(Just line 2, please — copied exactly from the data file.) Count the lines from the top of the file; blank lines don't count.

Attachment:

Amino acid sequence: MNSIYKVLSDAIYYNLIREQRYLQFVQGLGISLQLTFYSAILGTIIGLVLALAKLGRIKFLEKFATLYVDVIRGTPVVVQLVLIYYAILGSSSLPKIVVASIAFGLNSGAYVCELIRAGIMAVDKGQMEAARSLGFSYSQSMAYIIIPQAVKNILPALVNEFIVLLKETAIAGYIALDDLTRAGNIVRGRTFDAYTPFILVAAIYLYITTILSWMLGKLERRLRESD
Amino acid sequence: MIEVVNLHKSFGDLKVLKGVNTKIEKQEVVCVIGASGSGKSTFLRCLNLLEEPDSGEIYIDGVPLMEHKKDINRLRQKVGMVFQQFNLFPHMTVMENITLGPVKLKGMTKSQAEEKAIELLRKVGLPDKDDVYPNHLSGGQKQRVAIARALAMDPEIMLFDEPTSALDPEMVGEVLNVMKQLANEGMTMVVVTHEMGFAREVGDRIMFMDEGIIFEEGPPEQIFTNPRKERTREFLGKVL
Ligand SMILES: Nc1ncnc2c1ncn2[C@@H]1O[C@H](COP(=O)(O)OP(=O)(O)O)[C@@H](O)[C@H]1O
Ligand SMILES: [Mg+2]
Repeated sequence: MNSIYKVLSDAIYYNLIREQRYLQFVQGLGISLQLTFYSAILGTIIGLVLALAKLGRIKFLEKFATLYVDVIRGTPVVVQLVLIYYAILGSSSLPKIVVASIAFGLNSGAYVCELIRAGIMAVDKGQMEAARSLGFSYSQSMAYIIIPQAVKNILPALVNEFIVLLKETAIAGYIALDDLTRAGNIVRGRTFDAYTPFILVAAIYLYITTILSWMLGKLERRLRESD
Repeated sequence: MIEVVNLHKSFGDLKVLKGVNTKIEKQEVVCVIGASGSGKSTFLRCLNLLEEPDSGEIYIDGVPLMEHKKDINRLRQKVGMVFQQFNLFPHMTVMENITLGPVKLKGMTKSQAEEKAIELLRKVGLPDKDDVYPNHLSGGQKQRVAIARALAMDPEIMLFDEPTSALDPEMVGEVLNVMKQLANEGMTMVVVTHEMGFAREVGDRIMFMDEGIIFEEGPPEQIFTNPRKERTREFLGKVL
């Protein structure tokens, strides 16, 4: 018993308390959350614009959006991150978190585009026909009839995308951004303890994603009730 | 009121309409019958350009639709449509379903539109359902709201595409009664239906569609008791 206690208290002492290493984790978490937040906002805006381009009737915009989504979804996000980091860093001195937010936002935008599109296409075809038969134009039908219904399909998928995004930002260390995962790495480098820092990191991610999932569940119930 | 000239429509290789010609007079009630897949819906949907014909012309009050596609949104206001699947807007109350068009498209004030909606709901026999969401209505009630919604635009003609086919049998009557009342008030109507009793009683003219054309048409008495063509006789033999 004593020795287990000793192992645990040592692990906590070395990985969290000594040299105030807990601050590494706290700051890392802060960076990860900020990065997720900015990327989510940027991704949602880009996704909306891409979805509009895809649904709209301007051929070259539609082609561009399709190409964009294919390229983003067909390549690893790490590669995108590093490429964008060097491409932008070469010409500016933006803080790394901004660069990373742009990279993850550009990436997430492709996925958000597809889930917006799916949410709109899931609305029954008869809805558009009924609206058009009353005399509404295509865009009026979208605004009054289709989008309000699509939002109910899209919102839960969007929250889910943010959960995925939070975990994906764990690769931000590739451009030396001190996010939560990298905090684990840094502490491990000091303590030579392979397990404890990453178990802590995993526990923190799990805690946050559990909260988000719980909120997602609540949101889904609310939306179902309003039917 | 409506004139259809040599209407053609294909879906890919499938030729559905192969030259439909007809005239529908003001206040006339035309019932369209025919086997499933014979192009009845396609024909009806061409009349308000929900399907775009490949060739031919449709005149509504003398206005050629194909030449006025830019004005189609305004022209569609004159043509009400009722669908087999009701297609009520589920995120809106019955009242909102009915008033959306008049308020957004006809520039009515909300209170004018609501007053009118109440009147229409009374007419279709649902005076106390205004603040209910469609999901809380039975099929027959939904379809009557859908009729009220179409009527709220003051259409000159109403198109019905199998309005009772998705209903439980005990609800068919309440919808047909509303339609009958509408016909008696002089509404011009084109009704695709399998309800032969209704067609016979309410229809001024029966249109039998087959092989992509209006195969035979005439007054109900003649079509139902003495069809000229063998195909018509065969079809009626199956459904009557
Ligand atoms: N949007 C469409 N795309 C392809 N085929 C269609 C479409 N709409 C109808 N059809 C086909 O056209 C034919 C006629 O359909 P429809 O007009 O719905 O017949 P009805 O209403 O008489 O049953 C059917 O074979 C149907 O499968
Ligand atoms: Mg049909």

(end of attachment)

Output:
Amino acid sequence: MIEVVNLHKSFGDLKVLKGVNTKIEKQEVVCVIGASGSGKSTFLRCLNLLEEPDSGEIYIDGVPLMEHKKDINRLRQKVGMVFQQFNLFPHMTVMENITLGPVKLKGMTKSQAEEKAIELLRKVGLPDKDDVYPNHLSGGQKQRVAIARALAMDPEIMLFDEPTSALDPEMVGEVLNVMKQLANEGMTMVVVTHEMGFAREVGDRIMFMDEGIIFEEGPPEQIFTNPRKERTREFLGKVL